Does the new vehicle tax system earn more cash for the UK government

Patrick McLoughlin

There have been many complaints that the new UK vehicle tax system is providing the government with extra revenue because when a vehicle is purchased the new owner is no longer allowed to benefit if there is any period of tax left to run before it expires.

The new UK vehicle tax system came into force on 1st October 2014; the new rules meant that although drivers still had to tax their vehicles, drivers were no longer legally required to display a valid tax disc on their vehicle. The AA and RAC have both voiced misgivings about the new system, the RAC is reported to have suggested that the number of motorists failing to purchase vehicle tax could actually reach the same high figures of those people who are driving around without purchasing vehicle insurance, they feel that the new vehicle tax system will result in a loss of £167 million a year due to vehicle tax evasion. The Driver and Vehicle Licensing Agency (DVLA) have called this nonsense and said there is “no basis” to the figures supplied by the RAC. President of the AA, Edmund King said that potentially there could be “issues for our patrols towing a vehicle which they will not know immediately if it is taxed. Likewise if a vehicle appears to have been dumped on the roadside the lack of a valid tax disc is often an indication that this is the case.” The AA are also concerned about the extra revenue they believe this new vehicle tax system will generate for the government, Edmund King said “Someone driving a car that costs £500 a year to tax would lose £41 if they sold it at the beginning of the month”, he continued “Likewise a buyer purchasing a car mid month would have to pay Vehicle Excise Duty for the entire month”, this would mean of course that in many instances when a vehicle has changed ownership both the seller of that vehicle and the purchaser will have paid vehicle excise duty (car tax) for the month in which the sale took place.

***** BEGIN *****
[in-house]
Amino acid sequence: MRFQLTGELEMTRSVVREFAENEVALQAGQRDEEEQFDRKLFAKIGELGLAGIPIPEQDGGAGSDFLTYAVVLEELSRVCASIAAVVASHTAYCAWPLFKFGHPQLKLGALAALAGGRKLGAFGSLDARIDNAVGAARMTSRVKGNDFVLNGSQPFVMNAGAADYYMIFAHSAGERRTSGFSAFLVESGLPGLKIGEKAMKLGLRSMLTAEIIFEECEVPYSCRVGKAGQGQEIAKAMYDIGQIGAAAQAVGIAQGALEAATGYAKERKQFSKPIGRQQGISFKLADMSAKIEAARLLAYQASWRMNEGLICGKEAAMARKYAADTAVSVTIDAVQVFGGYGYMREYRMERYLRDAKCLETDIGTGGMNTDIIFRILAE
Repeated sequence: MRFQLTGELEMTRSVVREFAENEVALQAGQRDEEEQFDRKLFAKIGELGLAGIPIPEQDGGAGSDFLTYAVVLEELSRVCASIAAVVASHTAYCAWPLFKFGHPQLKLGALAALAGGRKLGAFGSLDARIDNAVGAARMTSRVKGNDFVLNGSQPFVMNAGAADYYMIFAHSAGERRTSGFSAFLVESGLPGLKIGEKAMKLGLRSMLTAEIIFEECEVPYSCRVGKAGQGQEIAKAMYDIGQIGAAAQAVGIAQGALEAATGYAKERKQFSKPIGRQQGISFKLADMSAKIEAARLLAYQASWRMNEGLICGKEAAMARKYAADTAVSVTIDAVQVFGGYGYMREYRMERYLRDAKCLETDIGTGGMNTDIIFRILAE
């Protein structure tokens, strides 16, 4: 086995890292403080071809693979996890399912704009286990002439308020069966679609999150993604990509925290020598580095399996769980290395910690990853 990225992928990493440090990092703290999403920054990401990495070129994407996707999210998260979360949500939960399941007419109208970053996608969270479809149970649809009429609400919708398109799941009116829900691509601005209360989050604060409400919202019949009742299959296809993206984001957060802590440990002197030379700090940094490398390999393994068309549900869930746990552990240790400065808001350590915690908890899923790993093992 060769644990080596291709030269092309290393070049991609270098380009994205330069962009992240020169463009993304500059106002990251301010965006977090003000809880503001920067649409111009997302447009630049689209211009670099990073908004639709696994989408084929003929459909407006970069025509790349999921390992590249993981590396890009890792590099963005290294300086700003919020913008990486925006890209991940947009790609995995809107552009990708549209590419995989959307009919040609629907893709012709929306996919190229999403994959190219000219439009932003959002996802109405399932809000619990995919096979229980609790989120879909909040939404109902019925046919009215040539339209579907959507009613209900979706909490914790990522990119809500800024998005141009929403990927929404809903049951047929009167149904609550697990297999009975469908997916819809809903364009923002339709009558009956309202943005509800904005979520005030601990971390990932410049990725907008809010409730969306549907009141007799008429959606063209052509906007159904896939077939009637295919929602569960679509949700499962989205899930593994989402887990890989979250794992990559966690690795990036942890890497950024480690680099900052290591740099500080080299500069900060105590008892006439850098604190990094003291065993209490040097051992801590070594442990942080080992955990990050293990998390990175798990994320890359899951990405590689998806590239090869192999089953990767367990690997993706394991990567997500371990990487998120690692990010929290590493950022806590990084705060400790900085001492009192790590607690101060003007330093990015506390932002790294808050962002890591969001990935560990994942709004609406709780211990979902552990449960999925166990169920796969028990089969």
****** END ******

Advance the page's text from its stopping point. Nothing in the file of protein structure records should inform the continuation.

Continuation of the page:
The DVLA said that the abolition of the paper tax disc means £10 million a year could be saved and that the new vehicle tax system would not result in a great deal of additional revenue for the government as a refund for car tax could only ever be claimed for each whole month of remaining unused tax, refunds for part of a month were never allowed.

Special Thanks Gareth Milner for providing the image